The approach of

affine geometry, as opposed to the approach of

analytic geometry, uses vector methods to reveal geometric facts in a simple manner. This approach dates back to

Felix Klein (1849-1925) and

Sophus Lie (1842-1899).
To quote my source book: "It gives concrete examples leading to an appreciation of the theory of

groups", hence a knowledge of

Abstract algebra can be useful.

Euclidean geometry can be seen as the geometry associated to the group of

isometries.
Here are some basic definitions to get a feel of

affine geometry.

A point is defined by two values, (

*a*_{1},

*a*_{2}), its

Cartesian coordinates.
A point is also considered to be a vector from the origion to the location of the point. Two vectors are equal if their coordinate values are equal.

If

*A* = (

*a*_{1},

*a*_{2}) and

*B* = (

*b*_{1},

*b*_{2}),
the addition of vectors is defined as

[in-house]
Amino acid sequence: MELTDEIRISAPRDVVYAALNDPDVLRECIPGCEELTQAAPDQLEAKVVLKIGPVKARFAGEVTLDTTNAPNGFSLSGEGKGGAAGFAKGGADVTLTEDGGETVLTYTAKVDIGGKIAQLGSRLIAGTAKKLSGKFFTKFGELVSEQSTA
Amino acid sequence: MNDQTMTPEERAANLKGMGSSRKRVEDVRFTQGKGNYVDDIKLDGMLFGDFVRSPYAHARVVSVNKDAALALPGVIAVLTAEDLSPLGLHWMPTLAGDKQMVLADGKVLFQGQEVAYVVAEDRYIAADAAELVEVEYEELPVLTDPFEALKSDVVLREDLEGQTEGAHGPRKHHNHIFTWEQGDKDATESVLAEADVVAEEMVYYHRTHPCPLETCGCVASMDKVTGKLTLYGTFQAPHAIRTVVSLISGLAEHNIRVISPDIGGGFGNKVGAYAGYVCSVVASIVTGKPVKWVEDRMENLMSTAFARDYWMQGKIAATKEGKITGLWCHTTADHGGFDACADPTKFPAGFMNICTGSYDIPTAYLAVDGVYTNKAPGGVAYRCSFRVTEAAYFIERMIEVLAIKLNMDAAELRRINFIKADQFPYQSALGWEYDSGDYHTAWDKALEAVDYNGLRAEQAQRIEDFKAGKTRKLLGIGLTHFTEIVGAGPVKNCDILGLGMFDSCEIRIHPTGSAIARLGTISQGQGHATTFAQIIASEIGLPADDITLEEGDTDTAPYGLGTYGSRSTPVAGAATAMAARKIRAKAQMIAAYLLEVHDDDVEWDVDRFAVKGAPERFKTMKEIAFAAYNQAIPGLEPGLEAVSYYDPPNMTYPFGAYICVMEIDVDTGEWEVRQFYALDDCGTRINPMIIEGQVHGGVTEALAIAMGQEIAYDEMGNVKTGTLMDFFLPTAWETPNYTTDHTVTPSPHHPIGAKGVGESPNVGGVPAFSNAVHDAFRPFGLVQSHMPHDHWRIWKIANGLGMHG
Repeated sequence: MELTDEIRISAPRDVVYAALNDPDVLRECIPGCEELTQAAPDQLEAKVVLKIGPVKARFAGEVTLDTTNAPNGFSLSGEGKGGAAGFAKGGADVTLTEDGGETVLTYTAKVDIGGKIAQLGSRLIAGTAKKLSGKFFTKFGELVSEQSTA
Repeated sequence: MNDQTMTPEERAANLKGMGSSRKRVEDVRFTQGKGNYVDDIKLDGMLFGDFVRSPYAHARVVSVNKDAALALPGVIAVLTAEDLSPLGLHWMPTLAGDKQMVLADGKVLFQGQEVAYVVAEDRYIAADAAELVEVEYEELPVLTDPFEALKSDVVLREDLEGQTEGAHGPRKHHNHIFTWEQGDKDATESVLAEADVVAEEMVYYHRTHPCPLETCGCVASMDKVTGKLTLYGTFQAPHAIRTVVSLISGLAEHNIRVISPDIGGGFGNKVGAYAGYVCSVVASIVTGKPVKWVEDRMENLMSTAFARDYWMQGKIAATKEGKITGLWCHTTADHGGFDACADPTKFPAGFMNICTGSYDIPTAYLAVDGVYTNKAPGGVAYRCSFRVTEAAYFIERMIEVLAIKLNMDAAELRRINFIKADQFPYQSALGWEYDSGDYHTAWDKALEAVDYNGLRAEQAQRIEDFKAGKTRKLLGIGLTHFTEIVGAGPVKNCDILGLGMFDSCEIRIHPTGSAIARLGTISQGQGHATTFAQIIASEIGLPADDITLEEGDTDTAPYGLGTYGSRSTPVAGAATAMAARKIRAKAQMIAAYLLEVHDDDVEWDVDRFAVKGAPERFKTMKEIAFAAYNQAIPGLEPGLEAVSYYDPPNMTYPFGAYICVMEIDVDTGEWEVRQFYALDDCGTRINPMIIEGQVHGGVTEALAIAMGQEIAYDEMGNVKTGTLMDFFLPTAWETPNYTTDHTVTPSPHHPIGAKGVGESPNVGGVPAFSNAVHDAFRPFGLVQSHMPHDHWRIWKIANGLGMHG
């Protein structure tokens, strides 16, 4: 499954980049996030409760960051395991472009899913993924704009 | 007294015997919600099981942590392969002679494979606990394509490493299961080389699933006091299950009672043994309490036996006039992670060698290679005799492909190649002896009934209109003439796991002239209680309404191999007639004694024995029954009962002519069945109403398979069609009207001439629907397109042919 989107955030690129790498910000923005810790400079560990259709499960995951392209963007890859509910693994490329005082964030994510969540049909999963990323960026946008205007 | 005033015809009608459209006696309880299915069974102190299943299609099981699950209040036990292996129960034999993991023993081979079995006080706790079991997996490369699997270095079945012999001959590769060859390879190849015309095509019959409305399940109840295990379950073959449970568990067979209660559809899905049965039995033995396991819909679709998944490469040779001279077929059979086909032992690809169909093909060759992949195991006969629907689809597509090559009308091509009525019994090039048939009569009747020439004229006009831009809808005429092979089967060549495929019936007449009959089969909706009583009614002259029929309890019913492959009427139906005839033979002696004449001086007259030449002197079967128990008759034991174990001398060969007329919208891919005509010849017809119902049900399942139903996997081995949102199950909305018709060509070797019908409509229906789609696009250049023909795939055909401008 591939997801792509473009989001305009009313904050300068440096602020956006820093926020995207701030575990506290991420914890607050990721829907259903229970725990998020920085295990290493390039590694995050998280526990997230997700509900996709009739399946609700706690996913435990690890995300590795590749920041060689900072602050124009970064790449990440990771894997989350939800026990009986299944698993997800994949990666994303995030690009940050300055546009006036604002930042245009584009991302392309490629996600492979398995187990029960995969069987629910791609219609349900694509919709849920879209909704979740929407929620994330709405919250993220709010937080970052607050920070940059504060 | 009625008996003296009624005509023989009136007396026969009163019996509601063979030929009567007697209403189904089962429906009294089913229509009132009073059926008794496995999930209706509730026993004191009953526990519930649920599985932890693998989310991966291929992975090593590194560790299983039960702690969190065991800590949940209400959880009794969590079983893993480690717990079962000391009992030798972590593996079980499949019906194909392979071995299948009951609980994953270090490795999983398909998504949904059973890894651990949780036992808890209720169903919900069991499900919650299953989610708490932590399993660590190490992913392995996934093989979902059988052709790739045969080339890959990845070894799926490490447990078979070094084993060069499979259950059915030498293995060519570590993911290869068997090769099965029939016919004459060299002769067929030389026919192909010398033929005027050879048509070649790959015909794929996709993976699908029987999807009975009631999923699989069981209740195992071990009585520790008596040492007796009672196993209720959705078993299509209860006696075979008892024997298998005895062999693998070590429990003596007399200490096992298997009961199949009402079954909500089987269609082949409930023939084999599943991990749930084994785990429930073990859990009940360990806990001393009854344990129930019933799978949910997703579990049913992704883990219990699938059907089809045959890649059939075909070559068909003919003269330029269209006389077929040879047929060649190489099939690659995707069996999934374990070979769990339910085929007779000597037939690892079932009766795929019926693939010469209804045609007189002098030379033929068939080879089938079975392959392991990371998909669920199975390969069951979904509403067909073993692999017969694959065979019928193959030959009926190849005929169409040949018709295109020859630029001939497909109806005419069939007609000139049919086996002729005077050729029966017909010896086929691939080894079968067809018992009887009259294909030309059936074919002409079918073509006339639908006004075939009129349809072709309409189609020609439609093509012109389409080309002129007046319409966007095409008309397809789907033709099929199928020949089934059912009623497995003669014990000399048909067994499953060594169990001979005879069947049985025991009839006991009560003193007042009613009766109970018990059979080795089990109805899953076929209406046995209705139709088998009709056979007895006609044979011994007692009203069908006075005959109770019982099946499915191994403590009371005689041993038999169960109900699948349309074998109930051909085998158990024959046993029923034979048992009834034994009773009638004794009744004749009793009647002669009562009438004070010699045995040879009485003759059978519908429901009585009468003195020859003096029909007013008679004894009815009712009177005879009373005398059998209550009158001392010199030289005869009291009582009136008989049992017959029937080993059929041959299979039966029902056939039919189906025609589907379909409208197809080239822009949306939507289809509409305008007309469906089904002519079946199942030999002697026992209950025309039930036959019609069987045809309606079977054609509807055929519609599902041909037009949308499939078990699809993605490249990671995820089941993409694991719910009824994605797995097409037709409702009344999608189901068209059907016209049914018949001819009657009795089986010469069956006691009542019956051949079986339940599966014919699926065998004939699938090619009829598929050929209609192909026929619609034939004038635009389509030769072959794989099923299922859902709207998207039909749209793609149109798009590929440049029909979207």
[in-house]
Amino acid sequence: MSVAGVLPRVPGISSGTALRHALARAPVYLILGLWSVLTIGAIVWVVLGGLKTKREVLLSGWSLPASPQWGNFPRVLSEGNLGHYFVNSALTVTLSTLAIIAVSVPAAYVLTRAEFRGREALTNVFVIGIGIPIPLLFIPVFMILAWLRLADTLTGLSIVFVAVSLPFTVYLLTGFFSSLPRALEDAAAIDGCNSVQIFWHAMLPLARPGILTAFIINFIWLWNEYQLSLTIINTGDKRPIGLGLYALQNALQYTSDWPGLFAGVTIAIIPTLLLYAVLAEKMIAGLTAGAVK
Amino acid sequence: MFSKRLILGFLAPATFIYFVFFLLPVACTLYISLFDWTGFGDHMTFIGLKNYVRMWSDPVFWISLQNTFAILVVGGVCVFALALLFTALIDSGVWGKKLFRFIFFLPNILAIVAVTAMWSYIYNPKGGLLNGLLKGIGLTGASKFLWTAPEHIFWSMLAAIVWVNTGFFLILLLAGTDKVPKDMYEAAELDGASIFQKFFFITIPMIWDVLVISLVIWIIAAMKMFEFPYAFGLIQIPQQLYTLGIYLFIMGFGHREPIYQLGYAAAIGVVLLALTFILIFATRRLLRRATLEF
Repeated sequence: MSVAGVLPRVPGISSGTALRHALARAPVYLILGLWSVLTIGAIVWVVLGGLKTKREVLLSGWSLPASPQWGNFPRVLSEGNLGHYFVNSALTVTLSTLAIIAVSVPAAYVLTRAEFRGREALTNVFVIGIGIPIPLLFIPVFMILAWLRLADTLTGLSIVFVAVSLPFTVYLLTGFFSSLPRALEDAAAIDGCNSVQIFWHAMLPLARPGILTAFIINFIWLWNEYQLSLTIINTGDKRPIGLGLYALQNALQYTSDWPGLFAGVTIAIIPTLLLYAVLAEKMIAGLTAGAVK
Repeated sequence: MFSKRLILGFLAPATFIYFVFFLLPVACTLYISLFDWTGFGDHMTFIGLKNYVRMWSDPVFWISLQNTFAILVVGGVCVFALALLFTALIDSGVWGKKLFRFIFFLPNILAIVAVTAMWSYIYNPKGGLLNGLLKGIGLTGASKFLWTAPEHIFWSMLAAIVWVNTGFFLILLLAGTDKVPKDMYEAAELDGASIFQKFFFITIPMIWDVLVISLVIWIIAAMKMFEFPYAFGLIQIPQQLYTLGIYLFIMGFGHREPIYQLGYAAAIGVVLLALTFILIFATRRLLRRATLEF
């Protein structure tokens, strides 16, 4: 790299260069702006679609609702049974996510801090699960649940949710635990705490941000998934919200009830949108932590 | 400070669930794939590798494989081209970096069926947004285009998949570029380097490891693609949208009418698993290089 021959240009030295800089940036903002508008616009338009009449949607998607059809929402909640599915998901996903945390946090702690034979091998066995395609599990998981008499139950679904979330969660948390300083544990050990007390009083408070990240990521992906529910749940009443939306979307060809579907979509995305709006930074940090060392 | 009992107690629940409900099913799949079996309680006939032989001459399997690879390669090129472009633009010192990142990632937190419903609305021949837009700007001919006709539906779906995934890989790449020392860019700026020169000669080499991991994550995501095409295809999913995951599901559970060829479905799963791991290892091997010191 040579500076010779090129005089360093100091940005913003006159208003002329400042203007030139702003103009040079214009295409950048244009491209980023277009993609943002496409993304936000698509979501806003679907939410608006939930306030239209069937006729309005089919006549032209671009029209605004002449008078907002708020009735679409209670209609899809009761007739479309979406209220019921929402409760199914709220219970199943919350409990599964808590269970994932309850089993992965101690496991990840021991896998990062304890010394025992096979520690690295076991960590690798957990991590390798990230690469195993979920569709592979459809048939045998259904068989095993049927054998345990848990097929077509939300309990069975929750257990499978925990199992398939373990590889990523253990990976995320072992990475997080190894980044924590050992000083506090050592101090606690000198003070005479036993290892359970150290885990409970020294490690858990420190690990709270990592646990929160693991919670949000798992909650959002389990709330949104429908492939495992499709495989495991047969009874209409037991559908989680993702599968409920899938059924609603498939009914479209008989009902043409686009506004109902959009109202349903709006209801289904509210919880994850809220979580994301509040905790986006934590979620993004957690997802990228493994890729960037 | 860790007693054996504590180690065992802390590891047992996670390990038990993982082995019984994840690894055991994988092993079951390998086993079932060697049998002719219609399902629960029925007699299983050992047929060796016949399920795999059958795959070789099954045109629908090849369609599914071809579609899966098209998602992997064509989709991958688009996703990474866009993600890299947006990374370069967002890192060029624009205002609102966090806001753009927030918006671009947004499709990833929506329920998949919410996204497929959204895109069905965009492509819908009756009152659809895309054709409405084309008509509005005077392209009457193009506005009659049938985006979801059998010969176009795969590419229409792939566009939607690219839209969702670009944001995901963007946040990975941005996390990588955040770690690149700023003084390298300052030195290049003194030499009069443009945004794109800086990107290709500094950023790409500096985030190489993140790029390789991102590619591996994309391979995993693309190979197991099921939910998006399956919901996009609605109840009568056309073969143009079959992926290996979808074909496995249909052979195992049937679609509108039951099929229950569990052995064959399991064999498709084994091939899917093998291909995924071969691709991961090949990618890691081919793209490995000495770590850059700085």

*A* + *B* = (*a*_{1} + *b*_{1}, *a*_{2} + *b*_{2}).

Multiplication by a scalar is defined as:

*rA* = (*a*_{1}, *ra*_{2}).

When using abstract

vectors,

division is not defined.
However, what is traditionally the division symbol is used. For example, if a point

*P* lies on line

*l*_{AB} (line passing both

*A* and

*B*), distinct from

*B*, then (

*P* -

*A*)/(

*P* -

*B*) =

*b/a*
is an alternative to writing (

*P* -

*A*) = (

*b/a*)(

*P* -

*B*) where

*a* and

*b* are

scalers.

Point

*P* is on the line

*l*_{AB} iff
there exists a scalar

*s*:

*P* = *A* + *s*(*B* - *A*)

This also means

*P* = *rA* + *sB* (where *r* + *s* = 1)

The

midpoint *M* can be written as

*M* = (1/2) (

*A* +

*B*), where

*M* is defined as a

midpoint of

*A* and

*B* iff *A* -

*M* =

*M* -

*B*.

In addition to these operations,

dot product is used to define

orthogonality, and the

projection function is used to define reflection

isometries.

Theorems such as the

theorem of Thales,

theorem of Menelaus,

theorem of Ceva, the

nine point circle theorem, etc.
can be proven taking the

affine geometry approach.

Source:
"Vectors and Transformations in Plane Geometry" by Philippe Tondeur, Publish or Perish, Inc. 1993